Organizations are ‘overthinking’ analytics
The predictive analytics and machine learning markets are projected to grow at a rate of 15 percent annually through 2021, yet many organizations fail to reap full benefits from their investments. That’s because many organizations make the process too complicated.
The irony is that most large organizations are more prepared to implement and use predictive analytics and machine learning than they think, says Mike Gualtieri, a research analyst with Forrester Research.
Organizations that want to leverage artificial intelligence need to start with a predictive analytics and machine learning solution, suggests Gualtieri, who has just published a Forrester Wave report on predictive analytics and machine learning, entitled “The Forrester Wave: Predictive Analytics and Machine Learning Solutions, Q1 2017.”
“Predictive models created using machine learning are already commonly used for marketing, customer intelligence, and risk models,” Gualtieri says. “The teams of data scientists that create these models are in the know. But often, the employees such as enterprise architects who are charged with investigating AI don't understand that machine learning models are fundamental building blocks of AI.”
That is unfortunate, Gualtieri says. “There are hundreds, if not thousands, of opportunities to use machine learning models in business processes and customer experiences. This is not day one, but it is still only day 2. There is tremendous opportunity today, but most enterprises struggle about how to think about AI. They are thinking too big. Successful machine learning models is about predicting one simple thing that can have a big impact on the business, such as the next best product to recommend for an individual customer.”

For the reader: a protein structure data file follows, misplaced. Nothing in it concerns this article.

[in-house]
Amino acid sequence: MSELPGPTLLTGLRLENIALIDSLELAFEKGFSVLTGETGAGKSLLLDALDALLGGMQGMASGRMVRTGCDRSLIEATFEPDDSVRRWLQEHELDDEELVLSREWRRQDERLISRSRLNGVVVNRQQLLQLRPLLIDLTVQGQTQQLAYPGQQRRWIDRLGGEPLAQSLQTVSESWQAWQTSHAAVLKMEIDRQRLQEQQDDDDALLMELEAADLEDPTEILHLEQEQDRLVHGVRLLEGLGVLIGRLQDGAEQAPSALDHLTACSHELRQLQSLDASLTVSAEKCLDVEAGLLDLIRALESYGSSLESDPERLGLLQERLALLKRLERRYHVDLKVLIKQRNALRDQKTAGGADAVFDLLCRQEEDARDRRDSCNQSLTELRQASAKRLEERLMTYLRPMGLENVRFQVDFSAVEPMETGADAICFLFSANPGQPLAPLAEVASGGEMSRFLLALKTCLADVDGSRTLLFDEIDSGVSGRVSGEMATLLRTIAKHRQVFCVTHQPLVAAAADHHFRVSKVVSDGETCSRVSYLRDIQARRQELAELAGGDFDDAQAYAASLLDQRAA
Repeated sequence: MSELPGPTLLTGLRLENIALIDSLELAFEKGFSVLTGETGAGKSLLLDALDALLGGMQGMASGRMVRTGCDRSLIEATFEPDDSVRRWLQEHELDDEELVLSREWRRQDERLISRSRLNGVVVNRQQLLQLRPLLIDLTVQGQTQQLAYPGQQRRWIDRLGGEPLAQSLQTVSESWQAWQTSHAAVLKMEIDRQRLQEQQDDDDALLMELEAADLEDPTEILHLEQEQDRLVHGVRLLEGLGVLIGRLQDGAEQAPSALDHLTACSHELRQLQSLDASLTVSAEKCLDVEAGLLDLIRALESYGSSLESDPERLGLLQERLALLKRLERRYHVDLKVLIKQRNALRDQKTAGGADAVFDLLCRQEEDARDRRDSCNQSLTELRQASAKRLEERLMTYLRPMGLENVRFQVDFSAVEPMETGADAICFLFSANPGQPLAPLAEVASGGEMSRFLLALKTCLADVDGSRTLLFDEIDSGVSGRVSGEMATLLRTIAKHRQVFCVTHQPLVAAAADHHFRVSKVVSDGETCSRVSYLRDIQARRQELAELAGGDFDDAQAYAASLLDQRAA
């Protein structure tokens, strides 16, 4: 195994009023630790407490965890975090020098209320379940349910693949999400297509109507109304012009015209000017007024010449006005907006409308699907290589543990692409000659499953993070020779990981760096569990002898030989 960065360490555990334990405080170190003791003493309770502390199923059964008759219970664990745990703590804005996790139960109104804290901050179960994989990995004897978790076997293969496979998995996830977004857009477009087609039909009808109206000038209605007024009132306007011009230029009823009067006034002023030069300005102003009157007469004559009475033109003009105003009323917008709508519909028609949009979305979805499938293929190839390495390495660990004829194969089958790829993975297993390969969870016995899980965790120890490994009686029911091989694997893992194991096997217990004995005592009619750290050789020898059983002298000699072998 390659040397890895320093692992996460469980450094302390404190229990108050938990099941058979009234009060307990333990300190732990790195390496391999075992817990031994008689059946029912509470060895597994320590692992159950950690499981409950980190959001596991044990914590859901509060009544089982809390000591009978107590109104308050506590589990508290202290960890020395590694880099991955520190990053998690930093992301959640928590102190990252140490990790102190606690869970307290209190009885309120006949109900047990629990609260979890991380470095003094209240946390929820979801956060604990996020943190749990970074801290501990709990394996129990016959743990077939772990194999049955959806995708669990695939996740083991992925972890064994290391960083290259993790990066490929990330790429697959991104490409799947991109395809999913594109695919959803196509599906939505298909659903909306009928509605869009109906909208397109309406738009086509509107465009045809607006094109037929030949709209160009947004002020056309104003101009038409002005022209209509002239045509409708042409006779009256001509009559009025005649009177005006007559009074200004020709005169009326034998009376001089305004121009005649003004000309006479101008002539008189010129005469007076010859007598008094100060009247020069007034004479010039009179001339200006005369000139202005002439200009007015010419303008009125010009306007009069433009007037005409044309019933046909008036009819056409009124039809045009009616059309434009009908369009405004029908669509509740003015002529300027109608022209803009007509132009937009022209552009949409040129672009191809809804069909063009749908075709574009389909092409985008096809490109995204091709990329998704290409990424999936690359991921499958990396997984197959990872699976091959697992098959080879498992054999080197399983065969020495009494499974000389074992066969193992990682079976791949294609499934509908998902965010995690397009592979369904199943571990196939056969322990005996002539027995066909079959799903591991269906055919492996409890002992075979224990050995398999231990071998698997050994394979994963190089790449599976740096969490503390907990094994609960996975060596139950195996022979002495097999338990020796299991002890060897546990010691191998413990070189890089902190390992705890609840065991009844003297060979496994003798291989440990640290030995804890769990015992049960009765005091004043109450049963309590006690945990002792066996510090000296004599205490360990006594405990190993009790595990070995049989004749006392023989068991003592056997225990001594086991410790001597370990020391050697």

Forrester forecasts a 15 percent compound annual growth rate (CAGR) for the predictive analytics and machine learning (PAML) market through 2021. That’s a conservative estimate, given that the PAML category includes and overlaps with AI and deep learning. Gualtieri says the category continues to be hot since most large enterprises want the power to predict and have only scratched the surface of what is possible.
“The best PAML solutions have model management,” Gualtieri notes. “The dirty little secret about machine model is that they are based on correlations that work on historical data. That can be a problem since the models created using that historical data are used to predict future outcomes.”
“Mature organizations and data scientists have a healthy ‘the model works until it doesn't work’ attitude,” Gualtieri continues. “Model management is a feature of PAML solutions that monitors the effectiveness of those models in real-time to make sure they are still effective. Mature vendors such as FICO, SAS, and IBM understand this better than anyone. The startups have work to do.”
The 15 percent Forrester growth prediction for PAML doesn't include deep learning, Gualtieri says.
“I predict that in 2017 deep learning will have a 700 percent increase in adoption, but that adoption by large enterprises will be for experimentation,” Gualtieri says. “All of these PAML vendors see it coming and most have a strategy for including deep learning algorithms in their software.”
“Having said that, the open source community is wonderfully active in creating new algorithms accessible in popular programming languages such as Python, Apache Spark, and tools for data scientists such as Juypter,” Gualtieri says. “The PAML vendors are on top of this. Startup Dataiku has a very promising mix of the open source innovation and enterprise needs.”
Finally, Gualtieri says “The number one mistake of the PAML startups is that they build a product that is attractive to data scientists only. They must also build a product that is attractive to chief data scientists.”